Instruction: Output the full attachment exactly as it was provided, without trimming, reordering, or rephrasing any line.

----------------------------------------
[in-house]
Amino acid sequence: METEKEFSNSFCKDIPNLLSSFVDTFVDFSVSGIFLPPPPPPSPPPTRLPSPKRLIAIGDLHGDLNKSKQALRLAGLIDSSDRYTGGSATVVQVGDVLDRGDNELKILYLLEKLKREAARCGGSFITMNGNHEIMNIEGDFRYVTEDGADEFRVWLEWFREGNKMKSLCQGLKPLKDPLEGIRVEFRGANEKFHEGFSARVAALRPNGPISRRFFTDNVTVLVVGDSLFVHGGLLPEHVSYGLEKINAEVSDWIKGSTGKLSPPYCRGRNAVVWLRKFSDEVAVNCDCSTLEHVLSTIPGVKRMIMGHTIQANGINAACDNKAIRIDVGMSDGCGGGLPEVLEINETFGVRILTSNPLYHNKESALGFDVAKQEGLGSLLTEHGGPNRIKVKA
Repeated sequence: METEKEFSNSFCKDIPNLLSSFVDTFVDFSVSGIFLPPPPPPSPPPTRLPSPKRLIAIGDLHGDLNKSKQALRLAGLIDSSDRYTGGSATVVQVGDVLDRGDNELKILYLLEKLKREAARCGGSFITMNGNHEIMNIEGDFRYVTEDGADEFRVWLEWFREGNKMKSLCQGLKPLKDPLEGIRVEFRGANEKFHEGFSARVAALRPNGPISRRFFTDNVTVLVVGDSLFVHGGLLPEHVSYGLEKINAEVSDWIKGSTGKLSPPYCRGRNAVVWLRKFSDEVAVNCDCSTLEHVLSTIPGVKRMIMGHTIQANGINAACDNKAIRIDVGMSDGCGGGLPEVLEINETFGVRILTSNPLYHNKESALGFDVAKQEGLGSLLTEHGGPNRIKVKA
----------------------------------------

[in-house]
Amino acid sequence: METEKEFSNSFCKDIPNLLSSFVDTFVDFSVSGIFLPPPPPPSPPPTRLPSPKRLIAIGDLHGDLNKSKQALRLAGLIDSSDRYTGGSATVVQVGDVLDRGDNELKILYLLEKLKREAARCGGSFITMNGNHEIMNIEGDFRYVTEDGADEFRVWLEWFREGNKMKSLCQGLKPLKDPLEGIRVEFRGANEKFHEGFSARVAALRPNGPISRRFFTDNVTVLVVGDSLFVHGGLLPEHVSYGLEKINAEVSDWIKGSTGKLSPPYCRGRNAVVWLRKFSDEVAVNCDCSTLEHVLSTIPGVKRMIMGHTIQANGINAACDNKAIRIDVGMSDGCGGGLPEVLEINETFGVRILTSNPLYHNKESALGFDVAKQEGLGSLLTEHGGPNRIKVKA
Repeated sequence: METEKEFSNSFCKDIPNLLSSFVDTFVDFSVSGIFLPPPPPPSPPPTRLPSPKRLIAIGDLHGDLNKSKQALRLAGLIDSSDRYTGGSATVVQVGDVLDRGDNELKILYLLEKLKREAARCGGSFITMNGNHEIMNIEGDFRYVTEDGADEFRVWLEWFREGNKMKSLCQGLKPLKDPLEGIRVEFRGANEKFHEGFSARVAALRPNGPISRRFFTDNVTVLVVGDSLFVHGGLLPEHVSYGLEKINAEVSDWIKGSTGKLSPPYCRGRNAVVWLRKFSDEVAVNCDCSTLEHVLSTIPGVKRMIMGHTIQANGINAACDNKAIRIDVGMSDGCGGGLPEVLEINETFGVRILTSNPLYHNKESALGFDVAKQEGLGSLLTEHGGPNRIKVKA